How To Read A Scholarly Paper?

How To Read A Scholarly Paper?

How To Read A Scholarly Paper?

It would definitely get very time consuming and confusing if you had to read all the scholarly papers before you could find your answer. Therefore, to read a scholarly paper, a specific tactic should be applied to save you time and effort.

Every scholarly paper consists of different sections. The main sections are abstract, introduction, literature review, main body, result, discussion, conclusion, bibliography and finally references. In order to see whether a scholarly paper is relevant to your search, and also to be able to understand what the author is trying to say, it is more efficient to read a scholary paper in a certain manner or a different order per say.

Skimming the paper gives you an overall image of the research. Looking at the headings and the publishing dates could be useful for you as well.

Now here is a suggested way to quickly get a grasp of a scholarly paper. Start with the abstract. By reading the abstract basically, you will know what the article or paper is trying to say. It is sort of like a description of the research. Discussion and conclusion sum up the scholarly paper or an article. Reading these sections help you in deciding whether you want to invest any more time in reading the whole paper since at this stage you will get a good grasp of its relevancy to your own research question or field.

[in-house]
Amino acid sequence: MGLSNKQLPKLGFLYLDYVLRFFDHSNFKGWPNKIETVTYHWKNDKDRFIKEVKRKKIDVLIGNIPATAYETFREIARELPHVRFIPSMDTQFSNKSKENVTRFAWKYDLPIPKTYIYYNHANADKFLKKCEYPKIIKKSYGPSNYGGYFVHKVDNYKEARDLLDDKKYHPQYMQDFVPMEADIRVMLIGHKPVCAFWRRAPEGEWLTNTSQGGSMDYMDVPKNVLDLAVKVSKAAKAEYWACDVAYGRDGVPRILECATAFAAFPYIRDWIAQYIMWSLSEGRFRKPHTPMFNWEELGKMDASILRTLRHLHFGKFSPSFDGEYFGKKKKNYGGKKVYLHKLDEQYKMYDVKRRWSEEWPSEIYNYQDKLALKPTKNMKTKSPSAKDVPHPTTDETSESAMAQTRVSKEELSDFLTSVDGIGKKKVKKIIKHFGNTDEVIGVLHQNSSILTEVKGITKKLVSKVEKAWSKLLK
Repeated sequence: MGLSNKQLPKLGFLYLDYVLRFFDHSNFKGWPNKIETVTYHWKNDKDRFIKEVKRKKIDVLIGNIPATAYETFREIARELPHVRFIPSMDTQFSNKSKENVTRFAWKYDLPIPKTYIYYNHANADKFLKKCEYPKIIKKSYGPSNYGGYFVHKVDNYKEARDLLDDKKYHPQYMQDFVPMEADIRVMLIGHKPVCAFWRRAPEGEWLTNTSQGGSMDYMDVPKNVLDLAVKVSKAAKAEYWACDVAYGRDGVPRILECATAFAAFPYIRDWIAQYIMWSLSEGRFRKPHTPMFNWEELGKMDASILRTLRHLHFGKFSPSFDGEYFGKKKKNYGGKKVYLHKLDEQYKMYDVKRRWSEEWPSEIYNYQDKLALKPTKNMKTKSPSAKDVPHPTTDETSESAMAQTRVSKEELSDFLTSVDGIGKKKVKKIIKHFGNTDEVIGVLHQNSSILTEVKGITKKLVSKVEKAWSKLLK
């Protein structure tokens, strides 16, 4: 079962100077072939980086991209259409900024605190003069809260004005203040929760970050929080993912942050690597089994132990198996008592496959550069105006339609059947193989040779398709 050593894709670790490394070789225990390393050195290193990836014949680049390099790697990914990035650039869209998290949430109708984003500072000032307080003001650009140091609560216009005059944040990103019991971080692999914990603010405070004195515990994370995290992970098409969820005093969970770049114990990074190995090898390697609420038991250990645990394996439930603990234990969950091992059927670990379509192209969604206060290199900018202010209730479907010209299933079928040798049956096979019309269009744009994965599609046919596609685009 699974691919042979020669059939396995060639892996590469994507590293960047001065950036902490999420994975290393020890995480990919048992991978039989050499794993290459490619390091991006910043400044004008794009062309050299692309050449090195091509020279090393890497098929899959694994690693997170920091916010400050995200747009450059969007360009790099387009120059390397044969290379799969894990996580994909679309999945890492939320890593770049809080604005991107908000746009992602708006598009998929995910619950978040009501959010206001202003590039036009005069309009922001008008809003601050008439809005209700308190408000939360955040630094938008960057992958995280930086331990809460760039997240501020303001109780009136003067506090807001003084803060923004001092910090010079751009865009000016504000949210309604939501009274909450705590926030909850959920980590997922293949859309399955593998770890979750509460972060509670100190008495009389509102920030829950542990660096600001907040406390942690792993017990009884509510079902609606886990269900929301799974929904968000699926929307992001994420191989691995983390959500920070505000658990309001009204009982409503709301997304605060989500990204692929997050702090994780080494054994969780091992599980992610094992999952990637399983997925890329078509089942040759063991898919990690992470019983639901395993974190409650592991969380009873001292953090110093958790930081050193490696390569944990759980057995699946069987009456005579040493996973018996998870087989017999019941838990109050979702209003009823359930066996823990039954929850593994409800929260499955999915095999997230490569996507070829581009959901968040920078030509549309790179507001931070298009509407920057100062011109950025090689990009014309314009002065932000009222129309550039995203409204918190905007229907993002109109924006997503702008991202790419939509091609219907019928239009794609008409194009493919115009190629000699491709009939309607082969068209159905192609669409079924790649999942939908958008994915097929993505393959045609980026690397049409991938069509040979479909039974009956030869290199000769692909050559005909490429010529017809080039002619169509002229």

At this point, if the article seems like it might be relevant, hop back to the beginning of the article and read the introduction. The introduction is where an author will describe and talk about how he/she is going to approach the subject at hand. Results and data get very specific. If the scholarly paper is applicable to you, this sections, as well as methodology, could provide you with in-depth and detailed quantitative analysis.

After skimming and rereading a bit of the paper you can ask yourselves these questions: 1) What problem is the paper addressing? 2) Are the findings supported by evidence? 3) Are the findings unique and supported by other work in the field? 4) What is the sample size? 5) Do you agree with what the author is saying? Finding answers to these questions will improve your comprehension of the article and help you to think critically about the topic.

Last, but not least, the bibliography or list of references will help you track down more relevant sources for your research.

This is just a very basic way to quickly browse a scholarly paper and get more efficient in your search. Every individual has his/her own style of course. But it is always good to start with a big picture see if the finding matches with your questions and then move on.


Scholarly Paper


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